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    Judge: Congress can sue over Obamacare

    Judge: Congress can sue over Obamacare

    “I cannot overstate how big a victory this is for limited government and our first principles.”

    This past week proved contentious for Republicans in Congress. Allies returned to the dark side, Democrats sided with a mortal enemy, and a split in the caucus over how to best handle the disastrous Iran nuclear deal boiled over into a very public battle.

    Amid the power struggle, the Republicans in the House came out ahead—at least as far as Obamacare is concerned. On Wednesday, a federal judge ruled that House Republicans have standing to sue the Obama Administration over the Administration’s handling of the Obamacare rollout. The House sued Health and Human Services Secretary Sylvia Burwell and Treasury Secretary Jacob Lew of both spending unappropriated money to implement the new policies, and effectively amending the employer mandate without the approval of Congress.

    The court ruled that the House has standing to pursue its claims relating to appropriations, but not those related to Lew’s implementation of the statute. More via Reuters:

    Collyer did not rule on the merits of the claims, only on the administration’s motion to dismiss the lawsuit on the issue of standing, a requirement in U.S. law whereby plaintiffs have to show they have been directly harmed.

    On that issue, “the constitutional trespass alleged in this case would inflict a concrete, particular harm upon the House for which it has standing to seek redress in this court,” Collyer wrote in her opinion.

    The Department of Justice will appeal the court’s ruling, said spokesman Patrick Rodenbush. An appeal could further delay proceedings on the merits of the claims.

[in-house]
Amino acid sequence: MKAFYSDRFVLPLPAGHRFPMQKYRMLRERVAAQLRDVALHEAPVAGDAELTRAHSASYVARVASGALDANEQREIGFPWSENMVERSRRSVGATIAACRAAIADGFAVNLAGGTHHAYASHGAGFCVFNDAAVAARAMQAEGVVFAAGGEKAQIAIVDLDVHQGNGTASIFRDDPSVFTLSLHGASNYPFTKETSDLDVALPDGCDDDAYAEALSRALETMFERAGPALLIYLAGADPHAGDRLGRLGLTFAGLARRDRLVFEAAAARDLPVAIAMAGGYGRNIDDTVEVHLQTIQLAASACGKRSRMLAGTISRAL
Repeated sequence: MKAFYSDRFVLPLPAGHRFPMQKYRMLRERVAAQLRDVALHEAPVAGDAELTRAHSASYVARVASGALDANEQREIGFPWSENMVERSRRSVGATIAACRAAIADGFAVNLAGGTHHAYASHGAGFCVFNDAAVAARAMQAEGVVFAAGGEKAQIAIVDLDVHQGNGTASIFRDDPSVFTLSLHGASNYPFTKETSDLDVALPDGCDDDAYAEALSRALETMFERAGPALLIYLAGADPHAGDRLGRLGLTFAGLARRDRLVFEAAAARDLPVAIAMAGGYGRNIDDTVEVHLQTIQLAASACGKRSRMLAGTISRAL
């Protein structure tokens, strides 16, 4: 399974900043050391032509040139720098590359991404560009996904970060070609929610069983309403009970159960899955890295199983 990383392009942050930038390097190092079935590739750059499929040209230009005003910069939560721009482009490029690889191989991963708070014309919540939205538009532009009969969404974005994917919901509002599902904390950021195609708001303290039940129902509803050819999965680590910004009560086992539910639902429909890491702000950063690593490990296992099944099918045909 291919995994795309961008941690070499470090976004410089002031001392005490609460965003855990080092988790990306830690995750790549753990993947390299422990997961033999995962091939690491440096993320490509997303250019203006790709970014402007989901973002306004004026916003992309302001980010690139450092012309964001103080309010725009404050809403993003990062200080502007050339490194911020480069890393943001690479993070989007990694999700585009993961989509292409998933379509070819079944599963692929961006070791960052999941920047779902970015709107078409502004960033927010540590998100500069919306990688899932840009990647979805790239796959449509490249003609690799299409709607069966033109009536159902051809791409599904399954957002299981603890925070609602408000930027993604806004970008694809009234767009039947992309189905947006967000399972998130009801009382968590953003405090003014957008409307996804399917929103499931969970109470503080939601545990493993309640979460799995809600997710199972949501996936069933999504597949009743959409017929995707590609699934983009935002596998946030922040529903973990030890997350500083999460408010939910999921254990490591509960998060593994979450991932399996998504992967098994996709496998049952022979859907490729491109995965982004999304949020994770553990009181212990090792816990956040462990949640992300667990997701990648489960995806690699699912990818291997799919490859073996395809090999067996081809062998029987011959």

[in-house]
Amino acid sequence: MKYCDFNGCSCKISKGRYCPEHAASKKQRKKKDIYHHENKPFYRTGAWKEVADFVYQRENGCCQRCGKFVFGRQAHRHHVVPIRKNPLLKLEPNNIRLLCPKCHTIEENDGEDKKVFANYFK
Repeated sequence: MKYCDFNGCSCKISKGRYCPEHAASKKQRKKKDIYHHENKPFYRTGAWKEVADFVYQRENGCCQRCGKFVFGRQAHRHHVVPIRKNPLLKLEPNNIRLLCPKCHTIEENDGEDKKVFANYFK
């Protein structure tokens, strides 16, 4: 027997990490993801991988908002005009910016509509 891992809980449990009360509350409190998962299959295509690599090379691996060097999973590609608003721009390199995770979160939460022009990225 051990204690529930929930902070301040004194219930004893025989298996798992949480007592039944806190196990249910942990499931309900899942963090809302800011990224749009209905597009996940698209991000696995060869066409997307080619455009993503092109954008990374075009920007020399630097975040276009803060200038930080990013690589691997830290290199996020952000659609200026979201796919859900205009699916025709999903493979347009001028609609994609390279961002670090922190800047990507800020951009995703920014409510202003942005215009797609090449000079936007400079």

White House spokeswoman Jennifer Friedman called the decision unprecedented.

    “This case is just another partisan attack, this one, paid for by the taxpayers; and we believe the courts will ultimately dismiss it,” she said in a statement.

    Speaker Boehner made a statement:

    I was pleased that yesterday, a federal court ruled that the House does, in fact, have standing to challenge one of the president’s unilateral actions with regard to ObamaCare.

    “I cannot overstate how big a victory this is for limited government and our first principles. Time and again, the president has chosen to ignore the will of the American people and to re-write laws on his own without a vote of the Congress. That’s not the way our system of government was designed to work. If this president can get away with making his own laws, future presidents will have the ability to do so as well.

    “This is an unprecedented challenge by the House, and one the administration tried to avoid at all costs. So this victory sends a strong message that no one – especially no president – is above being held accountable to the Constitution.”

    House leadership is also mulling a similar lawsuit over the Iran nuclear deal.

    You can read the full decision here.

    Follow Amy on Twitter @ThatAmyMiller


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    Beg to differ. In the long term this is not a victory for limited government, but for the aggrandisement of the judicial branch over the other two. The three branches are supposed to be equal, so what is half of one branch doing suing a second in front of the third? What the House is saying is that the judicial branch is superior to the other two, and has the right to adjudicate disputes between them and tell them what to do. If it can order the executive to obey the legislature then it can also order the legislature to obey the executive, and surely nobody wants that.

    No, the essence of the political question doctrine is that if the two political branches are in dispute it’s up to them to use whatever tools the constitution gave them to resolve it. The third branch is not mommy, to whom the children can run to tattle on each other and expect authoritarian justice to be dispensed.

    If 0bama has violated the constitution (and he has) the proper constitutional method of bringing him to heel is impeachment and conviction. Unfortunately conviction requires 2/3 of the senate, and that’s impossible, so there’s no point in starting the process. He would only portray his inevitable acquittal as a vindication, just as Clinton did. That’s a flaw in the constitution, but taking it to court instead doesn’t correct this, it just introduces a second flaw.

    I don’t know what the correct solution is, but this one sets my teeth on edge.

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